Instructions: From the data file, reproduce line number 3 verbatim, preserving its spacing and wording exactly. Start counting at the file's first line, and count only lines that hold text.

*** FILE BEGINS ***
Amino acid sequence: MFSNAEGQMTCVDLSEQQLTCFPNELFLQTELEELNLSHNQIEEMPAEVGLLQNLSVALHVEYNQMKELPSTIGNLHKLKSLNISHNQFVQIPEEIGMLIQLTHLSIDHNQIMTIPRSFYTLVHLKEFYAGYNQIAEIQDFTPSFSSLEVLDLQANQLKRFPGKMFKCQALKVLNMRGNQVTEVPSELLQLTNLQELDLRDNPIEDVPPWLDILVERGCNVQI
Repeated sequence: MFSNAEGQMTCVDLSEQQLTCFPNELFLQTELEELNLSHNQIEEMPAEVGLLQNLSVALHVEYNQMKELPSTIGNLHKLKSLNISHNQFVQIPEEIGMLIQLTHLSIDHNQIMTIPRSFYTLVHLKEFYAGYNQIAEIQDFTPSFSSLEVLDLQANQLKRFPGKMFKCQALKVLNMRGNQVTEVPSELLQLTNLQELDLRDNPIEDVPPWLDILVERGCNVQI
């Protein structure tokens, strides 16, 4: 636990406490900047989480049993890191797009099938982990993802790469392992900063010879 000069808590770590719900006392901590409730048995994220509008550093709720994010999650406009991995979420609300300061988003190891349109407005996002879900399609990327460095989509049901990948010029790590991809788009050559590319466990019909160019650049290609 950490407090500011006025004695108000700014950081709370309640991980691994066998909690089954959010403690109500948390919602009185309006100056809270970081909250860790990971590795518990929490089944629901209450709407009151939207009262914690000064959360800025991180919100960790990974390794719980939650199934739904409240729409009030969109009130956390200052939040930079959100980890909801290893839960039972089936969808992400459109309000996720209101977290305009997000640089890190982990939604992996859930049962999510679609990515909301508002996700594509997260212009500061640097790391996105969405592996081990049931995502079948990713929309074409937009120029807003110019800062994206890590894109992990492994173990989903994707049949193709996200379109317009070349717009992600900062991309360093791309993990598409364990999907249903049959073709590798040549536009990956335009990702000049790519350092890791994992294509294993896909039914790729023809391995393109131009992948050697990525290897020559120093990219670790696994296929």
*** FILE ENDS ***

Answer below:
């Protein structure tokens, strides 16, 4: 636990406490900047989480049993890191797009099938982990993802790469392992900063010879 000069808590770590719900006392901590409730048995994220509008550093709720994010999650406009991995979420609300300061988003190891349109407005996002879900399609990327460095989509049901990948010029790590991809788009050559590319466990019909160019650049290609 950490407090500011006025004695108000700014950081709370309640991980691994066998909690089954959010403690109500948390919602009185309006100056809270970081909250860790990971590795518990929490089944629901209450709407009151939207009262914690000064959360800025991180919100960790990974390794719980939650199934739904409240729409009030969109009130956390200052939040930079959100980890909801290893839960039972089936969808992400459109309000996720209101977290305009997000640089890190982990939604992996859930049962999510679609990515909301508002996700594509997260212009500061640097790391996105969405592996081990049931995502079948990713929309074409937009120029807003110019800062994206890590894109992990492994173990989903994707049949193709996200379109317009070349717009992600900062991309360093791309993990598409364990999907249903049959073709590798040549536009990956335009990702000049790519350092890791994992294509294993896909039914790729023809391995393109131009992948050697990525290897020559120093990219670790696994296929």